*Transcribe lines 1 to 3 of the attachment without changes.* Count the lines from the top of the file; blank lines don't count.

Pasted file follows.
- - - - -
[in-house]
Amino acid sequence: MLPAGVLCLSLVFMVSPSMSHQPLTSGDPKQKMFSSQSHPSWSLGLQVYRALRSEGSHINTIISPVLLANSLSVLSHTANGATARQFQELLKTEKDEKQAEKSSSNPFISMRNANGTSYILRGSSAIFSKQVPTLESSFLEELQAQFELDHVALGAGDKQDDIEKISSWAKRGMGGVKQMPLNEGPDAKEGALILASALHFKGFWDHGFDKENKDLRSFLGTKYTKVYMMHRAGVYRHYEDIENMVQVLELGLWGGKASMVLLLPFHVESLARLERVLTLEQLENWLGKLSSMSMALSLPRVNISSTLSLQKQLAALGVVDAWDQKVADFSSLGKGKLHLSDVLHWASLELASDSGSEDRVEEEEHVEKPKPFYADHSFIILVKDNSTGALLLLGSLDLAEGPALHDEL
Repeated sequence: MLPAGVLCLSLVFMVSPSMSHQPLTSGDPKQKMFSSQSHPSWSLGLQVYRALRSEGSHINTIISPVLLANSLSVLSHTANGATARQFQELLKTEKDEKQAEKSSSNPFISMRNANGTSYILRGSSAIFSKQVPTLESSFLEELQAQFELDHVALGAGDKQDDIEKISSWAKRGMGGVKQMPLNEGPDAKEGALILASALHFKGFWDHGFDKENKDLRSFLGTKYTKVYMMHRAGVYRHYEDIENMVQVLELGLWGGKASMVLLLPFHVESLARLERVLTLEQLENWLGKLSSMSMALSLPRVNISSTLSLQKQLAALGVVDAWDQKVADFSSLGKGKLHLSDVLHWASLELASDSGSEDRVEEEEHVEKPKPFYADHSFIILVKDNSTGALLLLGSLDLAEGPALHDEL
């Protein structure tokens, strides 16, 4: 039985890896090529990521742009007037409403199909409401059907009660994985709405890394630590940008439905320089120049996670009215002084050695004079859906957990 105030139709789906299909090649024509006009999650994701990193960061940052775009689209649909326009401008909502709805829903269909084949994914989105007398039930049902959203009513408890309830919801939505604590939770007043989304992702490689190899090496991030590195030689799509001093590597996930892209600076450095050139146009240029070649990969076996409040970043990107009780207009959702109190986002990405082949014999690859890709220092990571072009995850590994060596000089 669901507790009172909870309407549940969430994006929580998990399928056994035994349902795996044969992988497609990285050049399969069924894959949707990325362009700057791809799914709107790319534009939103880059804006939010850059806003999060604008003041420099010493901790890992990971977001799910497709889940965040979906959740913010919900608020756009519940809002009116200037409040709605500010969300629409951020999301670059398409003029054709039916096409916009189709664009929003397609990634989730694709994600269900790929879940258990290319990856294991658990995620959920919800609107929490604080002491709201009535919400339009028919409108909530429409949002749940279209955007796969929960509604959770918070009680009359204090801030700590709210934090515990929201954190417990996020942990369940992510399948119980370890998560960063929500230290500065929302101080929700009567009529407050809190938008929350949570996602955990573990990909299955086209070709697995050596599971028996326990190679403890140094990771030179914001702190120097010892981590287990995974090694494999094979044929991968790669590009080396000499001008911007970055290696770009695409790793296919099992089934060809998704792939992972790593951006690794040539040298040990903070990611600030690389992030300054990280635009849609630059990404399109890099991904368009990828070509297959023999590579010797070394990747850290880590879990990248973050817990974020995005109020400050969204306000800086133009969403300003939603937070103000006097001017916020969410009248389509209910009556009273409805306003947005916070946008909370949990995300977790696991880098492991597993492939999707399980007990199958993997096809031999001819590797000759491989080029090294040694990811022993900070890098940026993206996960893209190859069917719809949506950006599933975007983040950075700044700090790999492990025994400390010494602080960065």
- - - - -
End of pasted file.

[in-house]
Amino acid sequence: MLPAGVLCLSLVFMVSPSMSHQPLTSGDPKQKMFSSQSHPSWSLGLQVYRALRSEGSHINTIISPVLLANSLSVLSHTANGATARQFQELLKTEKDEKQAEKSSSNPFISMRNANGTSYILRGSSAIFSKQVPTLESSFLEELQAQFELDHVALGAGDKQDDIEKISSWAKRGMGGVKQMPLNEGPDAKEGALILASALHFKGFWDHGFDKENKDLRSFLGTKYTKVYMMHRAGVYRHYEDIENMVQVLELGLWGGKASMVLLLPFHVESLARLERVLTLEQLENWLGKLSSMSMALSLPRVNISSTLSLQKQLAALGVVDAWDQKVADFSSLGKGKLHLSDVLHWASLELASDSGSEDRVEEEEHVEKPKPFYADHSFIILVKDNSTGALLLLGSLDLAEGPALHDEL
Repeated sequence: MLPAGVLCLSLVFMVSPSMSHQPLTSGDPKQKMFSSQSHPSWSLGLQVYRALRSEGSHINTIISPVLLANSLSVLSHTANGATARQFQELLKTEKDEKQAEKSSSNPFISMRNANGTSYILRGSSAIFSKQVPTLESSFLEELQAQFELDHVALGAGDKQDDIEKISSWAKRGMGGVKQMPLNEGPDAKEGALILASALHFKGFWDHGFDKENKDLRSFLGTKYTKVYMMHRAGVYRHYEDIENMVQVLELGLWGGKASMVLLLPFHVESLARLERVLTLEQLENWLGKLSSMSMALSLPRVNISSTLSLQKQLAALGVVDAWDQKVADFSSLGKGKLHLSDVLHWASLELASDSGSEDRVEEEEHVEKPKPFYADHSFIILVKDNSTGALLLLGSLDLAEGPALHDEL